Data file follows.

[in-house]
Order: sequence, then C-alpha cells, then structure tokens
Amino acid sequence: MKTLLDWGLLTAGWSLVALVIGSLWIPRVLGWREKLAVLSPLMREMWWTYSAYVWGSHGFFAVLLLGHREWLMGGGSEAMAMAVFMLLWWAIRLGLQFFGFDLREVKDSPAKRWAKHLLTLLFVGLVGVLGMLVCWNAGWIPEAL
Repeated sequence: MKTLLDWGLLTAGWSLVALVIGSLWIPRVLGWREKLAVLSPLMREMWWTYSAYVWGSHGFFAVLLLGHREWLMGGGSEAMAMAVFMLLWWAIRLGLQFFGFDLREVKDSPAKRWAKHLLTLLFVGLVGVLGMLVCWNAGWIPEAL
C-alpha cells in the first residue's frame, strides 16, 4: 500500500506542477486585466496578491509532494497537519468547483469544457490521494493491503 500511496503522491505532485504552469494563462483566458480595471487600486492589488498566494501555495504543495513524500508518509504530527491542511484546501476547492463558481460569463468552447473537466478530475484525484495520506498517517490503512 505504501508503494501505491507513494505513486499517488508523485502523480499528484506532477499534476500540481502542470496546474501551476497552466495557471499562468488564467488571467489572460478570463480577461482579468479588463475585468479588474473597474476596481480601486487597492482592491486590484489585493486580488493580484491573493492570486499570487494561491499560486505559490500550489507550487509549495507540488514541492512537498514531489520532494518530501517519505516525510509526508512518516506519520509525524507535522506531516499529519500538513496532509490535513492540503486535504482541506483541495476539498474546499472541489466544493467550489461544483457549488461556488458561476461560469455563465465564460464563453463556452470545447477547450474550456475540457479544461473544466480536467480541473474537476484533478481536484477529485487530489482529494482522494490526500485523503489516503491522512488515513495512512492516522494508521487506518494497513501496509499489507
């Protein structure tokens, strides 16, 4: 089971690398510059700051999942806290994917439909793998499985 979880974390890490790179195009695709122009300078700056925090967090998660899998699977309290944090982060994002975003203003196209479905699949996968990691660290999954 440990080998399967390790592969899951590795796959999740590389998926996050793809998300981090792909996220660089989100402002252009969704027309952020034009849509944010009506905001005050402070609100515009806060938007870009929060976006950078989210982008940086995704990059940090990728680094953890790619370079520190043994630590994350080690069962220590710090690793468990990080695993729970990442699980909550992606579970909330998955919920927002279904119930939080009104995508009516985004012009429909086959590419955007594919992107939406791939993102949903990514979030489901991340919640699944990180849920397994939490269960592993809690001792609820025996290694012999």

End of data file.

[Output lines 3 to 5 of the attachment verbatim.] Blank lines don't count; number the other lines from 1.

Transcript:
Amino acid sequence: MKTLLDWGLLTAGWSLVALVIGSLWIPRVLGWREKLAVLSPLMREMWWTYSAYVWGSHGFFAVLLLGHREWLMGGGSEAMAMAVFMLLWWAIRLGLQFFGFDLREVKDSPAKRWAKHLLTLLFVGLVGVLGMLVCWNAGWIPEAL
Repeated sequence: MKTLLDWGLLTAGWSLVALVIGSLWIPRVLGWREKLAVLSPLMREMWWTYSAYVWGSHGFFAVLLLGHREWLMGGGSEAMAMAVFMLLWWAIRLGLQFFGFDLREVKDSPAKRWAKHLLTLLFVGLVGVLGMLVCWNAGWIPEAL
C-alpha cells in the first residue's frame, strides 16, 4: 500500500506542477486585466496578491509532494497537519468547483469544457490521494493491503 500511496503522491505532485504552469494563462483566458480595471487600486492589488498566494501555495504543495513524500508518509504530527491542511484546501476547492463558481460569463468552447473537466478530475484525484495520506498517517490503512 505504501508503494501505491507513494505513486499517488508523485502523480499528484506532477499534476500540481502542470496546474501551476497552466495557471499562468488564467488571467489572460478570463480577461482579468479588463475585468479588474473597474476596481480601486487597492482592491486590484489585493486580488493580484491573493492570486499570487494561491499560486505559490500550489507550487509549495507540488514541492512537498514531489520532494518530501517519505516525510509526508512518516506519520509525524507535522506531516499529519500538513496532509490535513492540503486535504482541506483541495476539498474546499472541489466544493467550489461544483457549488461556488458561476461560469455563465465564460464563453463556452470545447477547450474550456475540457479544461473544466480536467480541473474537476484533478481536484477529485487530489482529494482522494490526500485523503489516503491522512488515513495512512492516522494508521487506518494497513501496509499489507